How to build the perfect bonfire…
While we provide a comprehensive wood collection service here at Fresh Start, we’re not ones to stand in the way of centuries-old traditions which involve burning it.
Guy Fawkes Night has been observed in Britain for more than 400 years, and while it only started to cast off its sectarian shackles around 150 years ago, it had become a firm favourite in the calendar by the early 20th Century.
Although the fireworks tend to hog all the headlines, the highlight of any Bonfire Night is the bonfire itself. It’s the focal point of the evening, whether in your back garden or at a wider community event, and we’ll help you build a safe but spectacular one.
As with fireworks, safety is absolutely paramount with a bonfire, so:
• Make sure your bonfire is a good distance from any sheds, trees or fences, as well as any telephone wires or power cables above
• Keep the bonfire well away from any properties. Around five times the height of the bonfire is recommended
• Don’t use petrol to accelerate the fire as it can spread out of control very quickly or even cause explosions
• Always make sure you have a bucket of water to hand
• Never leave a bonfire unattended. At the end of the night, make sure you pour plenty of water over it to ensure that no embers can reignite
• Avoid burning wet or damp materials. These can cause huge billows of choking smoke to be given off.
With the last point in mind, the weather in the UK isn’t always at its best on November 5th, so try to build your bonfire as late as possible. This is also a bonus for wildlife, too, as everything from bugs to hedgehogs will make it their home inside it if it’s in place too early.
What materials to use
Building a great bonfire is all down to your choice of materials.
First of all, ring the outline of your pit with stones or bricks.
• Next, you’ll need some tinder, which can be practically any kind of organic garden waste, such as twigs, weeds or bark. Arrange this into a conical shape at the centre
• Build around this with kindling, which can be larger stick or branches to help give the bonfire a really good structure and lets plenty of air circulate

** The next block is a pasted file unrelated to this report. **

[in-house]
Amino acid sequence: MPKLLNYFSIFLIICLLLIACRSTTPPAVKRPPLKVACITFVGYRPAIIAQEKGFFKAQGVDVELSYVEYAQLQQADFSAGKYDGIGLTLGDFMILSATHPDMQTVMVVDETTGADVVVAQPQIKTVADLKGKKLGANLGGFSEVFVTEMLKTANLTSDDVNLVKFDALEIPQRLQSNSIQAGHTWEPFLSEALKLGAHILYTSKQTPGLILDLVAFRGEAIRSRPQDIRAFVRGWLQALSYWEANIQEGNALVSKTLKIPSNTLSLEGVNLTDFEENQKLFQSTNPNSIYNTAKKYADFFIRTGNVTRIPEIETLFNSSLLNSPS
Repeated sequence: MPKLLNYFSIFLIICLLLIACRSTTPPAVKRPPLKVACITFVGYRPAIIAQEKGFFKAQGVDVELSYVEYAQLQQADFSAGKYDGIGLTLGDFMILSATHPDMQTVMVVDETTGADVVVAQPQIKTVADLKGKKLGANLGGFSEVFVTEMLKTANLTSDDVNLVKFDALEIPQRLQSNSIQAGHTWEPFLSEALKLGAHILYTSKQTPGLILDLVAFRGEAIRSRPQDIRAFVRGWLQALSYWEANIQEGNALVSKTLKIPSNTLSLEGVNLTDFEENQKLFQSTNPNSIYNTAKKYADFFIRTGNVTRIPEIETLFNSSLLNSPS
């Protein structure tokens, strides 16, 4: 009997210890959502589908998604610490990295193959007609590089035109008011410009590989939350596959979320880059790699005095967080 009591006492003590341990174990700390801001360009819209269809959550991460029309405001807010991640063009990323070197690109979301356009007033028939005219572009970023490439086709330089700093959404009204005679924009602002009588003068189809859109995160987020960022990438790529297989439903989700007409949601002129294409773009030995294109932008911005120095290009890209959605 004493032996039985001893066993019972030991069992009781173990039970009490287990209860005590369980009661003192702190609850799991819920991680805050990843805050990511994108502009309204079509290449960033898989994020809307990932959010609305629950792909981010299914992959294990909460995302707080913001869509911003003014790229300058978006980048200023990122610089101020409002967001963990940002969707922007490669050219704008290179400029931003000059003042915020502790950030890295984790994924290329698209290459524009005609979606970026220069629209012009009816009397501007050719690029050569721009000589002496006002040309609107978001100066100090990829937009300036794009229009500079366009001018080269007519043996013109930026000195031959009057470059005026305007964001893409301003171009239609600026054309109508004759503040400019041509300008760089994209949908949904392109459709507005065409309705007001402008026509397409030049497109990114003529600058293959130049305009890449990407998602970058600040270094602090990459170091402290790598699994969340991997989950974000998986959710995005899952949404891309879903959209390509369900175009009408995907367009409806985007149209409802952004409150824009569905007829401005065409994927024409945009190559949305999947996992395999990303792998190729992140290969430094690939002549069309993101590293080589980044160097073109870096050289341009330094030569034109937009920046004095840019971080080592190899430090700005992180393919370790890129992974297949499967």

• Place logs around the outside for the next layer. Preferably, you want to use dried or cured hardwood such as oak for this as it gives a truer, longer burn with a much lower amount of smoke than softer woods such as spruce or pine
• Repeat this process until your bonfire is the size you want it
Once you’ve got everything in place, lighting it is a simple as striking matches by the closest layer of tinder. It’ll take a while before it blazes fully, so make sure it’s done in plenty of time, and don’t be tempted to use any liquid fuels to speed up the process.
What not to burn on your bonfire
While avoiding accelerants is the most obvious thing to steer clear of with your bonfire, other factors also come into play.
For instance, it is a criminal offence to burn any domestic waste which can endanger health or cause pollution. This means that there is a long list of household products which are on the prohibited list, including:
• anything containing foam, including furniture
• paint tins
Any kind of wood which has been treated mustn’t be used due to the chemicals in paint or varnish, while putting fireworks on there – even if they have been used – is flat out dangerous.
Remember, as one of the North West’s biggest independent waste contractors, we have the infrastructure in place to deal with all kinds of waste products. So, instead of putting anything illegal on your bonfire, contact us